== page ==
This family-friendly oven-baked chicken is easy to make and can be cooked and stored in your fridge for up to two days before the picnic.
1 cup (250 mL) whole grain cereal flakes
1 Tbsp (15 mL) paprika
1 Tbsp (15 mL) cracked black pepper
1 tsp (5 mL) onion powder
1 tsp (5 mL) dry mustard
1 tsp (5 mL) cumin
1/4 tsp (1 mL) cayenne pepper
1/4 cup (60 mL) plain low-fat yogourt
1 tbsp (15 mL) skim milk
4 free-range bone-in chicken thighs or drumsticks
The night before the picnic: preheat oven to 400 C (200 F). Line a rimmed baking sheet with parchment paper.
Place cereal flakes into food processor or blender. Pulse until crushed. (Or crush with potato masher, or place flakes in clean plastic bag and roll with a rolling pin.) Add paprika, pepper, onion powder, dry mustard, cumin, and cayenne; pulse until spices have been well incorporated. Place crumb mixture in shallow-rimmed dish or medium bowl.
In separate medium bowl, whisk together yogourt and milk.
Wash your hands. Remove skin from chicken thighs and discard. Wash hands. Brush both sides of 1 thigh with yogourt mixture using pastry brush. Then place it into crumb mixture and press down firmly to coat. Turn to coat the other side and place on prepared baking sheet. Repeat with remaining chicken thighs.
Roast for 45 to 55 minutes, or until the internal temperature of chicken is 165 F (74 C).
Remove from oven and let cool. Remove from pan and place in resealable container and store in fridge for up to 2 days.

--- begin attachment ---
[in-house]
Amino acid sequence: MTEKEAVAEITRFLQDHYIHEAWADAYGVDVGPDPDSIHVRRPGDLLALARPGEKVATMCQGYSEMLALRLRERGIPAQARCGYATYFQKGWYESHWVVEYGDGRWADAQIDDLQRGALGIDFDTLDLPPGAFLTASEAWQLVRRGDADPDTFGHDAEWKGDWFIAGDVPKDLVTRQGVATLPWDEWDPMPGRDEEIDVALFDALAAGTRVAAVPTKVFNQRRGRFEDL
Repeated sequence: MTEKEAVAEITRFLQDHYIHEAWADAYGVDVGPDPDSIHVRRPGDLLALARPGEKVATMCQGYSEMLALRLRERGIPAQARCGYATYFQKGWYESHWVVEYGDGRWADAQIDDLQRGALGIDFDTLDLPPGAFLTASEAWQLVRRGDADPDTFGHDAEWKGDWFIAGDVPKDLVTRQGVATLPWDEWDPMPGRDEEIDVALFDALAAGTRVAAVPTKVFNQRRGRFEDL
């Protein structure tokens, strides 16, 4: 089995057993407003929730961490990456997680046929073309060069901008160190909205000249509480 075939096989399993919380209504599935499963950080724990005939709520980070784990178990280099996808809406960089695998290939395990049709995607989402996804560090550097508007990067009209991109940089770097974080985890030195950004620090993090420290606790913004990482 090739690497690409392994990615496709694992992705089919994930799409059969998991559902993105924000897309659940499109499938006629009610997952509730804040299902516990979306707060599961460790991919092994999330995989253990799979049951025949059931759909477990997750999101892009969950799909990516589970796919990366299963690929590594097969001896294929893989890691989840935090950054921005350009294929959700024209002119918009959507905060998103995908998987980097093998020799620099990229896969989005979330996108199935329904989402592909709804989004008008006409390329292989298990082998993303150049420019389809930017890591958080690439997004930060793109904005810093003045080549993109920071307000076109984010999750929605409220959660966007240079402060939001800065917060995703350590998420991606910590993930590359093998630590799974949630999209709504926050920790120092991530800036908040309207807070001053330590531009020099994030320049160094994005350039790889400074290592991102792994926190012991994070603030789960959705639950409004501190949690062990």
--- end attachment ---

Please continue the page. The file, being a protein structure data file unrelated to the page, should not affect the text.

The day of the picnic: pack container of chicken into insulated cooler bag with a large cold source on top of container. Don’t bring it out until serving time, and stow leftovers immediately back in cooler bag with cold source after serving.
Makes 4 servings.
One serving (1 thigh) contains:
258 calories; 28 g protein; 11 g total fat (3.2 g sat fat, 0 g trans fat); 8.9 g carbohydrates; 2.8 g fibre; 123 mg sodium
Source: "Picnics & Potlucks", alive #344, June 2011
Tourtière is, for me, the dish that best represents Québec. It can be traced back to the 1600s, and there’s no master recipe; every family has their own twist. Originally, it was made with game birds or game meat, like rabbit, pheasant, or moose; that’s one of the reasons why I prefer it with venison instead of beef or pork. Variation: If you prefer to make single servings, follow our lead at the restaurant, where we make individual tourtières in the form of a dome (pithivier) and fill them with 5 ounces (160 g) of the ground venison mixture. Variation: You can also use a food processor to make the dough. Place the flour, salt, and butter in the food processor and pulse about ten times, until the butter is incorporated—don’t overmix. It should look like wet sand, and a few little pieces of butter here and there is okay. With the motor running, through the feed tube, slowly add ice water until the dough forms a ball—again don’t overmix. Wrap, chill, and roll out as directed above.
My love of artichokes continues with this classic recipe, one of the best ways to eat this interesting, underrated, and strange vegetable. Frozen artichoke hearts are a time-saving substitute, though the flavour and texture of fresh artichokes are, by far, much superior and definitely preferred.
Cervelle de canut is basically the Boursin of France, an herbed fresh farmer’s cheese spread that’s a speciality of Lyon. The name is kind of weird, as it literally means “silk worker’s brain,” named after nineteenth-century Lyonnaise silk workers, who were called canuts. Sadly, the name reflects the low opinion of the people towards these workers. Happily for us, though, it’s delicious—creamy, fragrant, and fresh at the same time. Cervelle de canut is one of my family’s favourite dishes. It’s a great make-ahead appetizer that you can pop out of the fridge once your guests arrive. Use a full-fat cream cheese for the dish, or it will be too runny and less delicious.